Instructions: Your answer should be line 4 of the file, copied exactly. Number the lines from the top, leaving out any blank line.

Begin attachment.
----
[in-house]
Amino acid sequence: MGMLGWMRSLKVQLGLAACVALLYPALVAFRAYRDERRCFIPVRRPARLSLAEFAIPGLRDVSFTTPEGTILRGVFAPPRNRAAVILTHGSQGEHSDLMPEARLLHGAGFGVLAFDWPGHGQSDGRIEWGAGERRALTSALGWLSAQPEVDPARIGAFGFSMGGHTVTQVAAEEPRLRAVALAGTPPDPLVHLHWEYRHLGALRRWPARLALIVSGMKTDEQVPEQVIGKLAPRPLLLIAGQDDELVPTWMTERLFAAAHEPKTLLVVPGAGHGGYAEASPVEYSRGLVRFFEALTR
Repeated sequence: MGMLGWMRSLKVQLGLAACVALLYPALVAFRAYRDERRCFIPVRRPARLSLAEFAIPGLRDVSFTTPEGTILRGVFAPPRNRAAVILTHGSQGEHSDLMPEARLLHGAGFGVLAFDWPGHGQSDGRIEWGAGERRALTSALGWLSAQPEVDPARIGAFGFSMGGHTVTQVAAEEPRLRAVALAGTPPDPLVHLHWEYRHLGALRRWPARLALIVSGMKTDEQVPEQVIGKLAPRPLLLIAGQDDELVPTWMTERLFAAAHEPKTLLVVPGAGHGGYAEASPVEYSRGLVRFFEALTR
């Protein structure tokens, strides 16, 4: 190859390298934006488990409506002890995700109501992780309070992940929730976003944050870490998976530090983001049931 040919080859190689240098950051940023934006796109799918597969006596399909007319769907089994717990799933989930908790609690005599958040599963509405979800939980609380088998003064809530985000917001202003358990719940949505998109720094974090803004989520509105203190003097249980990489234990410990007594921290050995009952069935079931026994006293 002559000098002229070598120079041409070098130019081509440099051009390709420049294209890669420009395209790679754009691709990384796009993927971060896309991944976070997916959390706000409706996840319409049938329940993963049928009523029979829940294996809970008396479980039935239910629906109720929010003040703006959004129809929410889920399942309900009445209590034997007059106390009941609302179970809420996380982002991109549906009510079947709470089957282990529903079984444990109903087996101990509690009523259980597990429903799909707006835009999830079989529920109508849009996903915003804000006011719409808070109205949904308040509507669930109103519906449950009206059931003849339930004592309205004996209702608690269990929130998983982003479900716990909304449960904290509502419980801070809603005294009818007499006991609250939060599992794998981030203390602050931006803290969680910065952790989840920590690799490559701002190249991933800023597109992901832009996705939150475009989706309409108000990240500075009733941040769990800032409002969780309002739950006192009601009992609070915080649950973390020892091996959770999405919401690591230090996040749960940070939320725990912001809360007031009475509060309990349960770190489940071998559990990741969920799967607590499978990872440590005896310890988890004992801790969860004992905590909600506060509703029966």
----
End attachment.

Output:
């Protein structure tokens, strides 16, 4: 190859390298934006488990409506002890995700109501992780309070992940929730976003944050870490998976530090983001049931 040919080859190689240098950051940023934006796109799918597969006596399909007319769907089994717990799933989930908790609690005599958040599963509405979800939980609380088998003064809530985000917001202003358990719940949505998109720094974090803004989520509105203190003097249980990489234990410990007594921290050995009952069935079931026994006293 002559000098002229070598120079041409070098130019081509440099051009390709420049294209890669420009395209790679754009691709990384796009993927971060896309991944976070997916959390706000409706996840319409049938329940993963049928009523029979829940294996809970008396479980039935239910629906109720929010003040703006959004129809929410889920399942309900009445209590034997007059106390009941609302179970809420996380982002991109549906009510079947709470089957282990529903079984444990109903087996101990509690009523259980597990429903799909707006835009999830079989529920109508849009996903915003804000006011719409808070109205949904308040509507669930109103519906449950009206059931003849339930004592309205004996209702608690269990929130998983982003479900716990909304449960904290509502419980801070809603005294009818007499006991609250939060599992794998981030203390602050931006803290969680910065952790989840920590690799490559701002190249991933800023597109992901832009996705939150475009989706309409108000990240500075009733941040769990800032409002969780309002739950006192009601009992609070915080649950973390020892091996959770999405919401690591230090996040749960940070939320725990912001809360007031009475509060309990349960770190489940071998559990990741969920799967607590499978990872440590005896310890988890004992801790969860004992905590909600506060509703029966």